By Dean Baker
Robert Samuelson takes on the collapse of Lehman a decade ago and assesses the argument of Larry Ball that the Fed could have bailed out Lehman. He ends up siding with Bernanke–Paulson and says the Fed would have taken big losses if it bailed out Lehman. He also says we would have seen the financial crisis anyhow.
There are three points worth making here. First, the claim that the Fed lacked the legal authority to bail out Lehman is absurd on its face. The Fed was doing lots of things at that point on questionable legal authority. It was operating in uncharted grounds.
But, whether or not a bailout out of Lehman would have been fully lawful, the more practical question is: Who would have stopped them? Who would have filed a suit to prevent the Fed from bailing out Lehman? Is it plausible that a court would grant standing and then tell the Fed that it had to let Lehman go bankrupt? That one is absurd on its face. Letting Lehman go bankrupt was a choice.
The second point is that the Fed need not have taken losses on a bailout. Regardless of the value of Lehman’s assets at the time, there is a simple logic that the bailouts should have taught everyone. If you make massive loans to banks at below-market rates for a long enough period of time, and also give them a Timothy Geithner “no more Lehmans” guarantee, so that others will also make loans, any bank will eventually return to solvency.
This was the story of Citigroup, AIG, and Bank of America, all of whom were effectively bankrupt in the fall of 2008. In each case, the Fed set up special lending facilities to bring them back to life. Do the arithmetic. If banks get $500 billion in loans at 4–5 percentage points below the market rate (that’s being generous, since the market rate for an effectively bankrupt bank in the middle of a financial crisis is going to be very high), then they can make $20 to $25 billion a year in profit lending at the market rate. Given two or three years, you can patch up a pretty big hole.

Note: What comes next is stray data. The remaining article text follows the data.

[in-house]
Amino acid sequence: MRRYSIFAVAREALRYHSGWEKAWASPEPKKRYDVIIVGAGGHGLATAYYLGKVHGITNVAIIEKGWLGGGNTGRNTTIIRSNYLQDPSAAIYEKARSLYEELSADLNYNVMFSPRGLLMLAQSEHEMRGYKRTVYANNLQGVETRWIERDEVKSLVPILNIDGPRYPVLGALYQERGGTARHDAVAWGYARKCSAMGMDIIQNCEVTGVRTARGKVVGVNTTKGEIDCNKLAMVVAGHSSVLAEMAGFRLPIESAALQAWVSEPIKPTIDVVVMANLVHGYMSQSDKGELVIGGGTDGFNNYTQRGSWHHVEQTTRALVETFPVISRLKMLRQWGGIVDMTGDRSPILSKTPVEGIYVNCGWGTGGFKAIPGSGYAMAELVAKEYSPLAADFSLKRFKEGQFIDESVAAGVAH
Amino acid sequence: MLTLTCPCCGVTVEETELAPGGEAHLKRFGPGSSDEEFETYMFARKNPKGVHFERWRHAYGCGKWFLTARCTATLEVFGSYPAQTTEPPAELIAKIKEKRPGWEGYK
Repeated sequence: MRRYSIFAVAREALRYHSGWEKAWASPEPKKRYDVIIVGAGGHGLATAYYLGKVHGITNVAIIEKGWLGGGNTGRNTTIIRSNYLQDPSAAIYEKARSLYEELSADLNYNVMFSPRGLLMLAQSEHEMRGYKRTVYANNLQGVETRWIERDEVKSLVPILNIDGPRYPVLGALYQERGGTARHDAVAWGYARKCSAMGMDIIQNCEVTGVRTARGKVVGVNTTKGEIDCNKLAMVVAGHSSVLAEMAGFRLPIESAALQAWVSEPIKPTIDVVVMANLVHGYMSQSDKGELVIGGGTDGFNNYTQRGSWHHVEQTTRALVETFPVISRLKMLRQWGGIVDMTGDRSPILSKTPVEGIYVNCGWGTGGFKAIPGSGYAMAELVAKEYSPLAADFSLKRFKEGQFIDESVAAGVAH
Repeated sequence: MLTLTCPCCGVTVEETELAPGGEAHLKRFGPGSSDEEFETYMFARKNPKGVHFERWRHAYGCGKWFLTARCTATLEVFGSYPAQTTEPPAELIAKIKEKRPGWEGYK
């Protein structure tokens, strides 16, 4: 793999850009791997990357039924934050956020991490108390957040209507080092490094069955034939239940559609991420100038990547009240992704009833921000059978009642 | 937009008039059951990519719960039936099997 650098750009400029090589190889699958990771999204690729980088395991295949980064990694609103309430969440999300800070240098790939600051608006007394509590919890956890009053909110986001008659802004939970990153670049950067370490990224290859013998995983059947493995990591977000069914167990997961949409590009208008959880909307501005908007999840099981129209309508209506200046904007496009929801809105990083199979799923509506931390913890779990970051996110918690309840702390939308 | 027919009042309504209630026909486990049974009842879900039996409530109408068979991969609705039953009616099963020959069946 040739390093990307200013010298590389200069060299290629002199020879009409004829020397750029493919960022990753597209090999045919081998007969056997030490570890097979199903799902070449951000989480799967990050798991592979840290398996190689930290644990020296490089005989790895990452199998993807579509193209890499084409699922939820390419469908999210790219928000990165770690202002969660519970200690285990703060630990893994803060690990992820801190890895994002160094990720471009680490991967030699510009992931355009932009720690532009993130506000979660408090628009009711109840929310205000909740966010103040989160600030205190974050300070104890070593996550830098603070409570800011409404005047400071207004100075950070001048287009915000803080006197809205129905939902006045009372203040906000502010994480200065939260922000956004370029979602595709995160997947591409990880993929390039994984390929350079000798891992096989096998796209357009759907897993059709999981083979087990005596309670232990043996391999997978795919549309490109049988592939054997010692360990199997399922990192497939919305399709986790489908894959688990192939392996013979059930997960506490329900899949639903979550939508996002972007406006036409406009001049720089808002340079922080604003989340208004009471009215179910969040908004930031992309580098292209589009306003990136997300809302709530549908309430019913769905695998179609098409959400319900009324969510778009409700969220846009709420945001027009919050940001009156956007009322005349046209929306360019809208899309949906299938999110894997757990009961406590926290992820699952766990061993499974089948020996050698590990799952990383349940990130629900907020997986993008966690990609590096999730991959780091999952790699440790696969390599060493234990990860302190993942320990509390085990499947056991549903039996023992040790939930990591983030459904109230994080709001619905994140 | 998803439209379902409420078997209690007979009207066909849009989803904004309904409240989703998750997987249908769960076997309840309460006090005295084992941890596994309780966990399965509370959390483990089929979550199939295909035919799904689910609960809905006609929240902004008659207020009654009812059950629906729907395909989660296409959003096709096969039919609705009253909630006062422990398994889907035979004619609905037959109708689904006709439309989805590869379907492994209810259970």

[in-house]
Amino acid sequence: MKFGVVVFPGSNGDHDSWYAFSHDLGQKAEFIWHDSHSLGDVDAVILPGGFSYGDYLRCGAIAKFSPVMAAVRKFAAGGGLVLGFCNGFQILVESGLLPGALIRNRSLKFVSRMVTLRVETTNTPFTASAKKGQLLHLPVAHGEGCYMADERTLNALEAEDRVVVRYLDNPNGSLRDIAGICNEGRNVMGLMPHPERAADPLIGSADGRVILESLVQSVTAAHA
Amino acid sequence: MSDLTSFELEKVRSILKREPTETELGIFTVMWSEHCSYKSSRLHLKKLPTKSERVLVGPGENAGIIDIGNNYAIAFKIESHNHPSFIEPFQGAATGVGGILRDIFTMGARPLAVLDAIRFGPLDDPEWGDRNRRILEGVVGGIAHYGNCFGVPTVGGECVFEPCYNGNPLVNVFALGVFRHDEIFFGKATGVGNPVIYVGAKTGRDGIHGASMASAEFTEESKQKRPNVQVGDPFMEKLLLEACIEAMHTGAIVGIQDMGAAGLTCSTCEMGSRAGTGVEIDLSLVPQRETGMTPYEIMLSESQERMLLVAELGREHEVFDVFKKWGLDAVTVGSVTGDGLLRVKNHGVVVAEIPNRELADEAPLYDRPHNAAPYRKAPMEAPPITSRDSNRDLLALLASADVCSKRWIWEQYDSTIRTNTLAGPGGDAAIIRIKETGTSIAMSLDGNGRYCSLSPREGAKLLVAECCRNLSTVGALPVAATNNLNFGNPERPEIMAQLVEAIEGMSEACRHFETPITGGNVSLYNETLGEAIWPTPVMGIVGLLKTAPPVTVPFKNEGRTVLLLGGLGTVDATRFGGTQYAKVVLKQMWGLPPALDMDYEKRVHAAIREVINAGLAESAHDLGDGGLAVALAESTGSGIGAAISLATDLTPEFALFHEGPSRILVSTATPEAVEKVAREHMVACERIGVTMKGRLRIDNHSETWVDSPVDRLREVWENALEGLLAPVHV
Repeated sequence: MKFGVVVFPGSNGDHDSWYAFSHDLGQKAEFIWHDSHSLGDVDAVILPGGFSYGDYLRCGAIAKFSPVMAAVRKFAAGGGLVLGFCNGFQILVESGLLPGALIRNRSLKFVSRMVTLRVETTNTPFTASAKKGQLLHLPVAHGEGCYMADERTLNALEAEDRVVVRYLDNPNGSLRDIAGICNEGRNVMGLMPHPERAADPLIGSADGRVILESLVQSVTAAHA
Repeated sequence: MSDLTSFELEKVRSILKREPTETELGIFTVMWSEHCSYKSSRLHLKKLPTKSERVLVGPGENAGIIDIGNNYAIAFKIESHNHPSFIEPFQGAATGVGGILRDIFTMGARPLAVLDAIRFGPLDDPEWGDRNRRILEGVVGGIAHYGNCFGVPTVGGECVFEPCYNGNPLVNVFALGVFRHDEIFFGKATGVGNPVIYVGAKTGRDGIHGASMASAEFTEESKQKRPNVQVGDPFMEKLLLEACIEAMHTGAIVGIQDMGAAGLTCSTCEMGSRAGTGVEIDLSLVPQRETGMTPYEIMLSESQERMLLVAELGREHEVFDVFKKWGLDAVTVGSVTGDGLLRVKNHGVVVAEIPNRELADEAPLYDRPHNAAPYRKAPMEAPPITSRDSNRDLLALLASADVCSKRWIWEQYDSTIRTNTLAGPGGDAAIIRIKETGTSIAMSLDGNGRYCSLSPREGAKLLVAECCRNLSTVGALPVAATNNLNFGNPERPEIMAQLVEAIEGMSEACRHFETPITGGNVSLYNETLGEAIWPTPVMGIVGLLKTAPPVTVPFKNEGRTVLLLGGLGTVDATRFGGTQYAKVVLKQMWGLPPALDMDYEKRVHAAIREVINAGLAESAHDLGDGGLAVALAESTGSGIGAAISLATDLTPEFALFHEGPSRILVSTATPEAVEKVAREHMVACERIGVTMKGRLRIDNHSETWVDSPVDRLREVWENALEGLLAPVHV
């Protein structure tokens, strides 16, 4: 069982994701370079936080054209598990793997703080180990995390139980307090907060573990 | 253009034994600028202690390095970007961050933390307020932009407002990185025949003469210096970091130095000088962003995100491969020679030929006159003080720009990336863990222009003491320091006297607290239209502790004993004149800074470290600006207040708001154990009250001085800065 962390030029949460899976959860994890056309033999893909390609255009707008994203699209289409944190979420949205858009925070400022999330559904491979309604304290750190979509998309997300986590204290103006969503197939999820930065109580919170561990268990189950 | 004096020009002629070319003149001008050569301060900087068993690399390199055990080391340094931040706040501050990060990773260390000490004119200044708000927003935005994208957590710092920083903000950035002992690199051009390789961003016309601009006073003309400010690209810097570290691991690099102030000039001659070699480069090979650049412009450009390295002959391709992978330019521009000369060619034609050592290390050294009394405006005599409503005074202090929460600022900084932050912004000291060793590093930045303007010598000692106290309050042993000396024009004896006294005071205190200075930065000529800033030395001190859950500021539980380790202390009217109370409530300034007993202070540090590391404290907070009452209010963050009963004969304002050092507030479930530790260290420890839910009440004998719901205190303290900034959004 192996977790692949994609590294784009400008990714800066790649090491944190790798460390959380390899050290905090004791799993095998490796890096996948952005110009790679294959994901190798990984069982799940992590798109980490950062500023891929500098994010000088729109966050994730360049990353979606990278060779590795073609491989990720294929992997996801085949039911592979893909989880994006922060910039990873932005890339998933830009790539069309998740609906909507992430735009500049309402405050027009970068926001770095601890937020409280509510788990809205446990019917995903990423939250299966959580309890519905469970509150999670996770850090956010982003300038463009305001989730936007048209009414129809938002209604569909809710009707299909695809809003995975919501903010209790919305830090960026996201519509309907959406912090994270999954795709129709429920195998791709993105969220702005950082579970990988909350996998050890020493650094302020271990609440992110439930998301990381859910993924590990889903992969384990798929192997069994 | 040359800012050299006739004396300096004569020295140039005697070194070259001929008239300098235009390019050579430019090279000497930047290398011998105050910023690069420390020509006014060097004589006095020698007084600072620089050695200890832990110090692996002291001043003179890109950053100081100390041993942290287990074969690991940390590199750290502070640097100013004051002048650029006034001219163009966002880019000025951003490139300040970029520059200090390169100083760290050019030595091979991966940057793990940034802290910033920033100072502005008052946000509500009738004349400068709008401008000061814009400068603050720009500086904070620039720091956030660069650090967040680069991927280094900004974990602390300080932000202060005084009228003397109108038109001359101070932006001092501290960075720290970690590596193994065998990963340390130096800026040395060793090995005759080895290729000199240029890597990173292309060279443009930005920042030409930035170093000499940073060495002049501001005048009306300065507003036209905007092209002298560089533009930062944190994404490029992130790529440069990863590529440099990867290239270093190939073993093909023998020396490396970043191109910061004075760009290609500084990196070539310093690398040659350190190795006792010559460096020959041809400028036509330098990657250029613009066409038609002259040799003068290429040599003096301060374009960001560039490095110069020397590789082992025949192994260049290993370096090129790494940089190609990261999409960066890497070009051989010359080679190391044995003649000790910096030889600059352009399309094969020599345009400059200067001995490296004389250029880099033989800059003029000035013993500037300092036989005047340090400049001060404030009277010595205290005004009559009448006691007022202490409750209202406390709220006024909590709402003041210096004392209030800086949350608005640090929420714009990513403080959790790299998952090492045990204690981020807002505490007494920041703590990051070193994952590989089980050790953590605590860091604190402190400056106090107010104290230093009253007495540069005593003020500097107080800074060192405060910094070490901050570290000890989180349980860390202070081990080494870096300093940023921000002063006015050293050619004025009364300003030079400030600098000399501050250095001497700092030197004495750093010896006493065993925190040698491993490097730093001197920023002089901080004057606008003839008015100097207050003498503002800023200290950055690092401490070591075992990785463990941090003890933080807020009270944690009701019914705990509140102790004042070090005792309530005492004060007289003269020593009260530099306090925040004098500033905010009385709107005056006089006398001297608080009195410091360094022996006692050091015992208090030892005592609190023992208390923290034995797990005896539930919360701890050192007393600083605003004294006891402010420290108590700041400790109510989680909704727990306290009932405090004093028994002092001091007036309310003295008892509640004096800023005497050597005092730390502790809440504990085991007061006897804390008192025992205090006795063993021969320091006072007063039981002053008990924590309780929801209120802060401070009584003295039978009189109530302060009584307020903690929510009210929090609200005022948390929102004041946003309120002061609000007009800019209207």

Certainly, the Fed could have done this with Lehman, say a Maiden Lane 4. Then Lehman would repay the loan, including the below market rate interest, and Timothy Geithner would have another success story where he could boast about how we actually made money on the bailout. And, the vast majority of the media would agree with him.
The third point is that we would have had the economic crisis anyhow, even if Lehman had been bailed out. Nationwide house prices were falling at a rate of close to 2.0 percent a month, even before Lehman. The bubble was deflating and there was nothing to stop it. This meant that the bubble-driven construction boom was going to end, costing more than 2.0 percentage points ($400 billion a year in today’s economy) in lost demand.
We also were losing the consumption boom driven by the housing wealth effect. This would cost us another 2 percentage points of GDP or so in lost demand. A loss of 4 percentage points of GDP in annual demand ($800 billion) is going to lead to a bad recession even if the financial system is operating perfectly.
This column originally appeared on Dean Baker’s Beat the Press blog.
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